Amidst the race for clean energy output, electric vehicles (EVs) are taking a favorable spin around the globe. As a greener option compared to diesel and gas powered engines, a new generation has popped up, preferring to drive solely on electrically charged engines.
However, the day to day maintenance of such an engine can be cumbersome. According to reporter Martin M. Barillas in a newsweek.com article, cars “may take as long as 10 hours to fully charge at home, while even superchargers at charging stations take 30–40 minutes to provide a full charge.”
With such a long wait paired against minimal driving time, the curve towards drivers who prefer electric vehicles remains stunted. However, brand new battery technology may soon put EVs back on the leaderboard as keys to a green future.
“Scientists at Korea’s Institute for Basic Science (IBS)… [have discovered] new quantum technologies that can quickly charge batteries. They drew inspiration from a 2012 study, which proposed the quantum battery concept and theorized that quantum resources such as entanglement may charge batteries at a vastly faster rate by charging all cells in a battery simultaneously,” the Newsweek article explains.
Currently, electric car batteries cannot be charged all at once, and the need to refill them one at a time is the main source of pacing issues. With the quantum batteries, not only would this issue be erased, but charging would be exponentially faster.
“A team of scientists from the Center for Theoretical Physics of Complex Systems at IBS… found that unlike classical batteries (e.g., lithium-ion batteries), where maximum charging speeds increase according to the number of cells, quantum batteries with global operation may achieve quadratic scaling in charging speed.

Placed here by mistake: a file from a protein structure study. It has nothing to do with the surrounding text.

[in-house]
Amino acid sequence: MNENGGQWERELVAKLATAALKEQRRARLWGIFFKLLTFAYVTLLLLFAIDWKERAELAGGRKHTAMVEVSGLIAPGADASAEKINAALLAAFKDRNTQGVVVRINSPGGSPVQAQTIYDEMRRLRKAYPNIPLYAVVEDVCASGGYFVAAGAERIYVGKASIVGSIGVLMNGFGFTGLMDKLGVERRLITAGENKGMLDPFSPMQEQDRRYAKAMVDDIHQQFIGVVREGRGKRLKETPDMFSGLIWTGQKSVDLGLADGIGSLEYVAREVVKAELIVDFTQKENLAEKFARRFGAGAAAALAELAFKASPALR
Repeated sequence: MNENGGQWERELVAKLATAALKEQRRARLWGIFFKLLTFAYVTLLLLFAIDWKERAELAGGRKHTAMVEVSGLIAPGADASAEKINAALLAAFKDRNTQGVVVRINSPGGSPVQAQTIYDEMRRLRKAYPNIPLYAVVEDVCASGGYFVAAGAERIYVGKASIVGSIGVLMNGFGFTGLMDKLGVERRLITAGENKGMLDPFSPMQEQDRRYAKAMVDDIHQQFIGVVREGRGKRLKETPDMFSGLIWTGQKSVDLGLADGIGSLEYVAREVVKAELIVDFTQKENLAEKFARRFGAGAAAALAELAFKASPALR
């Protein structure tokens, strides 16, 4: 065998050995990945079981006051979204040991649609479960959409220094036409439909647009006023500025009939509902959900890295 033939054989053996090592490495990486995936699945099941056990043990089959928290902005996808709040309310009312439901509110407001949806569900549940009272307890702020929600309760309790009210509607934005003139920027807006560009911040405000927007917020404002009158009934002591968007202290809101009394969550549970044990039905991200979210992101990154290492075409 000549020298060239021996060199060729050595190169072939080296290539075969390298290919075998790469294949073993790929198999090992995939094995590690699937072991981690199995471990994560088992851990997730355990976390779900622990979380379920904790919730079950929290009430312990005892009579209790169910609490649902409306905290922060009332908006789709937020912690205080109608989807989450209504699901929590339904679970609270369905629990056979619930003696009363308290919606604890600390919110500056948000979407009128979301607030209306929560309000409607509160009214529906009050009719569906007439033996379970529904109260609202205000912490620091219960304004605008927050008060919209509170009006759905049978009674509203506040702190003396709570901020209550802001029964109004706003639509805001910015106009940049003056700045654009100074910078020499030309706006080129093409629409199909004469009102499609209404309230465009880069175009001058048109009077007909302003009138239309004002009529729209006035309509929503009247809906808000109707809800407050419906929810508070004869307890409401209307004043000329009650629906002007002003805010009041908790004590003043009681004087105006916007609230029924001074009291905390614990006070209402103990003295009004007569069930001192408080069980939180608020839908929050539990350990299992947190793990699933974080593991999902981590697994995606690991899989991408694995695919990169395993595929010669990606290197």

“[A]s quantum batteries increase in size, charging times become faster. For example, when going from 1 to 2, instead of increasing by a factor of 2, it increases by a factor of 4, and when going from 1 to 10, it increases by a factor of 100.”
With this supercharged factoring, a normal at-home charge would be reduced from double digit hours to just a few minutes, while wait times at public charging stations would go down to mere seconds. And if such technology succeeds, it could be utilized for purposes outside travel.
“Quantum charging may be used someday in consumer electronics as well as in fusion power plants, which need large bursts of energy for instant charging and discharging. However, the researchers caution that quantum technologies still need years of research before they can be introduced to revolutionize energy use and green technologies.”
It may take some time yet for quantum technology to be thoroughly researched and approved, but if enough dedicated people join the team to make it a reality, these batteries could come sooner than we hope.
Capitol Tech offers many opportunities in engineering, where you can join the pursuit to make electric car batteries sustainable and quick to power.
To learn more about these programs, visit captechu.edu and explore the various fields of study offered. Many courses are available both on campus and online. For more information, contact firstname.lastname@example.org.